Last month we ran a two week brief with the Illustration students at LCC which had a resulting exhibition. The students had to take an image through various different mediums, making sure that they passed through both analogue and digital processes. The idea was to portray the famous Marshall McLuhan quote, “the medium is the message.” All of the students responded well, however the work of Daniel Fletcher really stood out amongst the crowd. He answered the brief concisely and enthusiastically with a project titled EUPHROSYNE.
EUPHROSYNE BY DANIEL FLETCHER
Four Colour Screen Print, 900mm x 640mm accompanied by a 150 page book with Screen Printed Cover.
This print and the accompanying book are a personal exploration examining the role of video call platforms such as Skype in long distance relationships. A video call strives to mimic reality, attempting to bring people closer through it’s pairing of sound and vision. However being in front of a camera can feel like a performance, lived out via a screen, devoid of touch and physical interaction. Something that feels unnatural. Although providing a certain sense of closeness it can also enhance distance.
The way an image is gradually distorted and abstracted as it passes back and forth between different formats, being repeatedly re-recorded, can be likened to the breaking up of images transmitted through a video call. This gradual distortion of the image through varying processes reflects the fragmentation that is experienced when communicating via the Internet. Data is both lost but also gained and an image can change significantly from the reality, becoming pixelated and warped, losing the aura of the actual moment. Over a period of time original stills of video conversations were recorded as screen captures and on 35mm film. These initial images, candid in their nature, provided a frank and honest insight into a relationship spanning the distance of a country. This material was taken through a number of processes, crossing back and forth between analogue and digital, repeatedly being photographed, scanned, re-photographed and finally projected into a bedroom. A juxtaposition of the real and the virtual, these projections bring the images of the video call, into a place in which they would naturally exist if only the obstacle of distance wasn’t present.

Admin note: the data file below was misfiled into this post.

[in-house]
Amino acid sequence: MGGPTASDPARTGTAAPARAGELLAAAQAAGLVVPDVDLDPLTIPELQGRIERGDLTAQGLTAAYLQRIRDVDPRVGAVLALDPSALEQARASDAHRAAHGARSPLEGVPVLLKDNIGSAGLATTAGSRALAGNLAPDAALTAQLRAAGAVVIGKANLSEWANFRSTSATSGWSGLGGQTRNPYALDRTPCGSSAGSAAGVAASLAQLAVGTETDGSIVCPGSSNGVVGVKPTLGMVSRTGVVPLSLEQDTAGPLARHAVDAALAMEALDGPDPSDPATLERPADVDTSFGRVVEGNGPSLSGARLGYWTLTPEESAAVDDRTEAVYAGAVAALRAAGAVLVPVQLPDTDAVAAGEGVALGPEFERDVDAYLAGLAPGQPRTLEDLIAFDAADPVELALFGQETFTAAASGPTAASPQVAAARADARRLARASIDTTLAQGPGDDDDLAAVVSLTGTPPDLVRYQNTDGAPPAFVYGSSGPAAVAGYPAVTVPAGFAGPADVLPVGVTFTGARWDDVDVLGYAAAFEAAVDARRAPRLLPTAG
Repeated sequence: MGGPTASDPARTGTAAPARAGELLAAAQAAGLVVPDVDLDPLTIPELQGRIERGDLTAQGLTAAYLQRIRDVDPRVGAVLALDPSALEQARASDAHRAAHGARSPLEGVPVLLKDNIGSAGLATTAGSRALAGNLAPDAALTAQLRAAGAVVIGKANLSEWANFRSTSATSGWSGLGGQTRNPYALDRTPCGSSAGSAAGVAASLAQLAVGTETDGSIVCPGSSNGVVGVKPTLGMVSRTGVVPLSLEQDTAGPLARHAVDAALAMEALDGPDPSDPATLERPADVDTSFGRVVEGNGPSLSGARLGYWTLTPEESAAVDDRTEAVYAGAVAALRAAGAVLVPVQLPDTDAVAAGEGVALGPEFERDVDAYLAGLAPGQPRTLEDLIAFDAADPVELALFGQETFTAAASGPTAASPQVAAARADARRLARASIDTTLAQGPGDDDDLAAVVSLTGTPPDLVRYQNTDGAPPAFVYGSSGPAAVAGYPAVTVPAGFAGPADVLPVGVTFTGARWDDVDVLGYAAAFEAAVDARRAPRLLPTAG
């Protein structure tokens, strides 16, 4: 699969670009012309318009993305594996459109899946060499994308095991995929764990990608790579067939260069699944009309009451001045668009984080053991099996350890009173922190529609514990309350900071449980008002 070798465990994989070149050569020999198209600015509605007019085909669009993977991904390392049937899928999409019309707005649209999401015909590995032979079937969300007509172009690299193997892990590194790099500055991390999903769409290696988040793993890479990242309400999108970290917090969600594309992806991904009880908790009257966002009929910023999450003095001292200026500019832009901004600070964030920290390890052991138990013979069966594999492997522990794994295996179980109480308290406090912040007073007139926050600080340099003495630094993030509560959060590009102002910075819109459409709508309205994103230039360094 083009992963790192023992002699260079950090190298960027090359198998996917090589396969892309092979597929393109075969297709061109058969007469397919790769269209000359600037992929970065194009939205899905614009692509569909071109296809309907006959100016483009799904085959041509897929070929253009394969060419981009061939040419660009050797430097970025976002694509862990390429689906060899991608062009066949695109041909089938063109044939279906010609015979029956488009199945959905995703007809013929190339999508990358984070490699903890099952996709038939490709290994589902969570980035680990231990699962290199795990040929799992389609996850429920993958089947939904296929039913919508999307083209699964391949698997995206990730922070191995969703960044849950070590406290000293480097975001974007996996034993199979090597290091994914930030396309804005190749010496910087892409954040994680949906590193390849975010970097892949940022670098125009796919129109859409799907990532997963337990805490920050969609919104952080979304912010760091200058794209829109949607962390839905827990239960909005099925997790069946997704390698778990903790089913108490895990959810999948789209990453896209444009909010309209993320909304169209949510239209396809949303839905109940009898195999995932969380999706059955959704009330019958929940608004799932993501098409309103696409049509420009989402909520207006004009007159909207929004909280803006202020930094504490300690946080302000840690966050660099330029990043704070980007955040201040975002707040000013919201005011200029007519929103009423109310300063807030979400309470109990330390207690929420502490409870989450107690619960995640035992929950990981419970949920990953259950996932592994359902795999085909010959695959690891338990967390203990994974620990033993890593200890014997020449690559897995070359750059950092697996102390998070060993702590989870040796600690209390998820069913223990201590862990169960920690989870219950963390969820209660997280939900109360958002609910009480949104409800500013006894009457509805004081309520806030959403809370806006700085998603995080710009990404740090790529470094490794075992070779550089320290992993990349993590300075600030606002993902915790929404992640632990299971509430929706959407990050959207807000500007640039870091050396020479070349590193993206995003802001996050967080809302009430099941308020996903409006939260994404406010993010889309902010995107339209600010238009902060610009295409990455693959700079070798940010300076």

With each step the images took on new qualities before finally being taken into print. Crucially the images were left unedited or manipulated, preserving the individual characteristics of each process.
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